Dont believe everything you read!

I love the LA Times. I really do. I’ve been reading it since the 1970’s, pretty much accepting anything written because somewhere I learned that you cant print it if it isn’t true. About 15 years ago I started a quarterly update to my past clients and friends letting them know what was happening in Real estate, and people seemed to appreciate that it was written by me, for them. meaning it was about what was specifically happening in Santa Clarita and how we might be the same-or different, from other markets. After a year or two though I noticed that what I read in the Times, and other publications too, was often either 2-3 months behind the market, or didn’t apply here at all! Most people reading this want to know what is happening to their home or neighborhood. How much would it sell for? How long would it take? Well, if you read the lead story of today’s paper it would tell you that prices are up and sales are down. This is certainly true. Sales this year are  well behind last year. A lot of the volume a year ago was driven by investors snapping up the last of the distress properties. I reported in January that this buyer is largely gone. Prices are up too, no arguing that many of todays would be buyers cant find a home in their price range, specifically in the lower price points where there are lots of buyers for the few homes available. Then the article attempts to explain where the market is hot-the upper price points, and where it is not-the lower price points. Using Redlands ($300,000 homes that are sitting) and Manhattan Beach as examples (Million dollar homes getting multiple offers often for cash), the article suggests that high end sellers are in fat city and smaller home sellers are stuck with buyers that cant qualify. And in Santa Clarita nothing could be further from the truth.


I am happy to report that, so far, we are off to a strong spring. In January I suggested that the best way to know if we would have a strong Spring selling season would be to see if new homes coming on the market were selling quickly, or if inventory would build, making it more of a buyers market. Well inventory has NOT gone up. Today we have almost exactly the same amount of homes for sale as in January-530. What we have a lot more of, and we should, is homes under contract. Meaning, the homes that have come on the market have for the most part been absorbed. Does that mean prices are rising? Yes, but not where the LA Times would have you believe. Specifically it is still the under $500,000 market that is red hot. I can give dozens of examples, but two homes illustrate this best. Two years ago I helped the daughter of a great past client purchase her first home in the low $200,000’s. Under 1000 square feet, this 2 bedroom, small yard home had gone up a lot in 2 years, and she was ready for bigger. Priced at $325,000 we had over 20 showings in 9 days and several offers. it sold for $338,000 cash. Thank goodness because there are no comps to support an appraisal for $338,000. Last week I put a 3 bedroom home in Canyon Country on the market for $400,000. The comps say it should be about $380,00 but there is NOTHING for sale that is clean with a decent yard in this price range. We had 26 showings in the 3 days and it will sell for over $400,000, the only question is how much. One desperate buyer had her mother call me to see if I could help her get the property. Any good agent in town can give you similar stories-under $500,000 in our valley has only 275 properties for sale, and we could use triple that in most cases. The LA Times may report that Redlands is different but Santa Clarita, Antelope Valley, Conejo valley, heck, everywhere else that I know of is super strong in this price range.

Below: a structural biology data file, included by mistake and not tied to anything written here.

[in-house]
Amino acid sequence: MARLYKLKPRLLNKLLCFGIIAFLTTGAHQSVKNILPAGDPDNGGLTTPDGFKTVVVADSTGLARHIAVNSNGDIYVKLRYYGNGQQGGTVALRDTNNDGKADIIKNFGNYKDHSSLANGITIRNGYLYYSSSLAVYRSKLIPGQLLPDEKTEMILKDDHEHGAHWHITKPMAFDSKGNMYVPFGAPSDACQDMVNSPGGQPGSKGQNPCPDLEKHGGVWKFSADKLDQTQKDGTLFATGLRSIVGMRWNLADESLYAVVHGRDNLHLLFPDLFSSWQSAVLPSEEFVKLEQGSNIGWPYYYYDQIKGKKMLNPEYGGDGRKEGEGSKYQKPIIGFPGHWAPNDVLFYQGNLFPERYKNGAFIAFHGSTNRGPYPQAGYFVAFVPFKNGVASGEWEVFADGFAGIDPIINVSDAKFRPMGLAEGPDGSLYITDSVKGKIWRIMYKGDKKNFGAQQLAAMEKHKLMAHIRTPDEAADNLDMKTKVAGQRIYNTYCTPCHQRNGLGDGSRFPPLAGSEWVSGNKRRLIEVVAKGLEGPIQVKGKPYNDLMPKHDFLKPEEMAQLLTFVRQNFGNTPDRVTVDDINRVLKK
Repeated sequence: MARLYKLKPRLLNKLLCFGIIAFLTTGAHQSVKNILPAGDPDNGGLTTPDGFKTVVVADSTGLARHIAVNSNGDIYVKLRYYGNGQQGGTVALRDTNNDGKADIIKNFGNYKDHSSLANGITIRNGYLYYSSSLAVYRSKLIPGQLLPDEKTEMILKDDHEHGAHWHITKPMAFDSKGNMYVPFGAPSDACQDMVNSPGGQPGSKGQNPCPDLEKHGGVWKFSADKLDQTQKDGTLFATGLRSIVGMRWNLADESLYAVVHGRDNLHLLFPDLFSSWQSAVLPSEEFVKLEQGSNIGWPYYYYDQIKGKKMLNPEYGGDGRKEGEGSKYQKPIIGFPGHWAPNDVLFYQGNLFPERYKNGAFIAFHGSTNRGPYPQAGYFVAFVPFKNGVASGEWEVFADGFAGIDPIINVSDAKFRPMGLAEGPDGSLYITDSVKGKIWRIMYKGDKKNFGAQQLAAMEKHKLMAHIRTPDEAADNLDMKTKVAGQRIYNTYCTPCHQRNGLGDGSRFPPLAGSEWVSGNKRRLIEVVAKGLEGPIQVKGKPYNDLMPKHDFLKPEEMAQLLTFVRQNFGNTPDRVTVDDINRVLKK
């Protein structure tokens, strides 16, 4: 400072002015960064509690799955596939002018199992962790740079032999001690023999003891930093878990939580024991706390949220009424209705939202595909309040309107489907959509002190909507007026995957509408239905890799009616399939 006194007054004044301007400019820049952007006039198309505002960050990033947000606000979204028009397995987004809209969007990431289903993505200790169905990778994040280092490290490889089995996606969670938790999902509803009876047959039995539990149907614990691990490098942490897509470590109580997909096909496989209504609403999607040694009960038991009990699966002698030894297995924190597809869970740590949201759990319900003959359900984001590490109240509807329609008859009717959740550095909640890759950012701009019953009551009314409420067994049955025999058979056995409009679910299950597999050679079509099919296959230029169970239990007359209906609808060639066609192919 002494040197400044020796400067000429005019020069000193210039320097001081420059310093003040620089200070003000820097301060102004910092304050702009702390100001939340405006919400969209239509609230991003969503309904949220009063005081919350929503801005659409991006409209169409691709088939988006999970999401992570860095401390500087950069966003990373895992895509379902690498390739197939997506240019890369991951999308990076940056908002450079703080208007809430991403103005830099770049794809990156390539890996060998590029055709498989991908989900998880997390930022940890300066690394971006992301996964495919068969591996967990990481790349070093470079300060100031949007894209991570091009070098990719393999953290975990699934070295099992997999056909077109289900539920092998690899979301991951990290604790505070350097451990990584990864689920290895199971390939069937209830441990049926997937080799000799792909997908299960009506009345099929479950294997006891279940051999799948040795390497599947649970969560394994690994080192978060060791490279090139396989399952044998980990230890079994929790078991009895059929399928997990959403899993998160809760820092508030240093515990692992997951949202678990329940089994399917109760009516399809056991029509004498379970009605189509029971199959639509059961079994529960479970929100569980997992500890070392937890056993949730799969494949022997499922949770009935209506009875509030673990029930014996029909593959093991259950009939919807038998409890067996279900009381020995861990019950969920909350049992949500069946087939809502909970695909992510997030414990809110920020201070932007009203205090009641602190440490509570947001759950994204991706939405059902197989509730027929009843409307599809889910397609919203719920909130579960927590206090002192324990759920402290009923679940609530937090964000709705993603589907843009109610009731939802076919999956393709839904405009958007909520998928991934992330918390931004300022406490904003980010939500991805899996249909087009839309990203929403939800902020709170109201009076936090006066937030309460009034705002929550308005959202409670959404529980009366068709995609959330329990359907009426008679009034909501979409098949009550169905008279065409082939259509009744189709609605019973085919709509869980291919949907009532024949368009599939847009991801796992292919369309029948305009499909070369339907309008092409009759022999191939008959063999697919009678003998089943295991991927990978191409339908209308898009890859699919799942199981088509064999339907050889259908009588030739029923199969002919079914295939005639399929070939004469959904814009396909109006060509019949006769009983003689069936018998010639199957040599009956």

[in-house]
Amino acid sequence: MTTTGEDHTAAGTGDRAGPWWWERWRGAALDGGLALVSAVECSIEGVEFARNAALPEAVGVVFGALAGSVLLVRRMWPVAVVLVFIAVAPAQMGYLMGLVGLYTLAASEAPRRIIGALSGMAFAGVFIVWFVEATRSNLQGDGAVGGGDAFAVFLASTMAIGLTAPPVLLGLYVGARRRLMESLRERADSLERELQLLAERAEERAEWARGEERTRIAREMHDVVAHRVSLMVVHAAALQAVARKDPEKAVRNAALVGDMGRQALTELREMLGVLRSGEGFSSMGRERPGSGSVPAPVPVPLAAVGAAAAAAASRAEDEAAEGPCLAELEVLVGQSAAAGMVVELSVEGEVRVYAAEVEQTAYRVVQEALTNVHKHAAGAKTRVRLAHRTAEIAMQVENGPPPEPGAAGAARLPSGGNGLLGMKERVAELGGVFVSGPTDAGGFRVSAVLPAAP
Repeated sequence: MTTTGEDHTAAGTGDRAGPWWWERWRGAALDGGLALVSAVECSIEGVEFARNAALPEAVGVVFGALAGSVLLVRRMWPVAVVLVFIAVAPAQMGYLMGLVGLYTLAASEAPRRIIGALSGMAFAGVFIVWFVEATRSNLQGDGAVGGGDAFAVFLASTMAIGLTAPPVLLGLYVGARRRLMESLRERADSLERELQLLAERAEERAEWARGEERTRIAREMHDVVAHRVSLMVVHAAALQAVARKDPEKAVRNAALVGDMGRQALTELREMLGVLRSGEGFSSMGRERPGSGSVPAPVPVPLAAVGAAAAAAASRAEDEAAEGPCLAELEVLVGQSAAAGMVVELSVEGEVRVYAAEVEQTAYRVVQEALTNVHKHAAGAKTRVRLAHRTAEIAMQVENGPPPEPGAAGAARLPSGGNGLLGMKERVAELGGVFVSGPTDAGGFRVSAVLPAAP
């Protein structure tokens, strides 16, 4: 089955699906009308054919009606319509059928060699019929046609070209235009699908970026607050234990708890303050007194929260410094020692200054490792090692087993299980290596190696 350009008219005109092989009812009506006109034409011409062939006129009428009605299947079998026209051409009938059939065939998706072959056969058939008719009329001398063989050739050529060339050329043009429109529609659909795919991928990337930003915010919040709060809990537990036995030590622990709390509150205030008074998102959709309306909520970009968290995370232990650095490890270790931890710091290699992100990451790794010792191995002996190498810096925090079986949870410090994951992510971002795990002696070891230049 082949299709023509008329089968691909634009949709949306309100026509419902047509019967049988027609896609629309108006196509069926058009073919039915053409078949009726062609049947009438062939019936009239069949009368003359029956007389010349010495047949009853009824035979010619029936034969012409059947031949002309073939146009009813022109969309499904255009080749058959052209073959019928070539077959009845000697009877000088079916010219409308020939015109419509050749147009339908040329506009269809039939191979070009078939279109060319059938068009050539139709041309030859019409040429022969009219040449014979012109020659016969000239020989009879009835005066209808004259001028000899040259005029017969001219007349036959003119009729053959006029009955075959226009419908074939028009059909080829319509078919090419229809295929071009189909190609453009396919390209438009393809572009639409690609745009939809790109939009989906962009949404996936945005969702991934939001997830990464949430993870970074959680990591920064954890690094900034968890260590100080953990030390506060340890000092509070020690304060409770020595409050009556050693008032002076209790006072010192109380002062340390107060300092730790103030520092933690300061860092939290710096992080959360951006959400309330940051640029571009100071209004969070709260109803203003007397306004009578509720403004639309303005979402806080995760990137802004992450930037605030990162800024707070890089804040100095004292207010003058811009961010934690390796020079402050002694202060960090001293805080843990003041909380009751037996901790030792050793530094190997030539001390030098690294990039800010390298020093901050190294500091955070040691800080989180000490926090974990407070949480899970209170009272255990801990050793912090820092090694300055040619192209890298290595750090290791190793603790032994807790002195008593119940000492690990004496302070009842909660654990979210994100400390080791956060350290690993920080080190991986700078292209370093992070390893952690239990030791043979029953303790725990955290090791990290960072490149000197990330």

Which brings us to the over $500,000 price point. I suggested at last months Economic Forum that our market was “strong under $500,000, between $500,000 and $750, 000 is a mixed bag depending on what you have and over $750,000 is soft unless you have something sharp and with not a lot of competition when you list”. The first two are accurate but I am pleased to report that over $750,000 is seeing a welcome increase in buyer showings and  offers. Remember, in January I suggested this segment of the market had been slow for about 7 months. That continued until March and is now changing. In fact homes that were on the market last winter that got no offers came back as new listings this year and in many cases went under contract, with no real change in pricing or improved marketing. There are still more homes for sale (88) than in escrow (41) over $750,000, but that is a very strong ratio for would be sellers. Recent strong sales here include the highest pending sale in Sand Canyon in over 4 years, all of the customs in Westridge selling after being on the market for months, sales in Saugus over $700,000 that represent record highs and every home in Southern Oaks going under contract almost immediately between $800,000 and one million. With that said, none of these were cash buyers as the Times suggested and behind the headlines there is always local markets that have unique dynamics.

Specifically, Santa Clarita isn’t Manhattan Beach-our buyer pool and our inventory are completely different. Further, we aren’t anything like Redlands either. What we are is an area driven by buyers and sellers that couldn’t find what they were looking for in other areas-especially the San Fernando Valley. That buyerhe move up buyer, good schools, quality lifestyleOne of the best ways that I gauge our market is by networking with all the top agents in town. We discuss new listings and whether we think they are priced right etc. Tellingly

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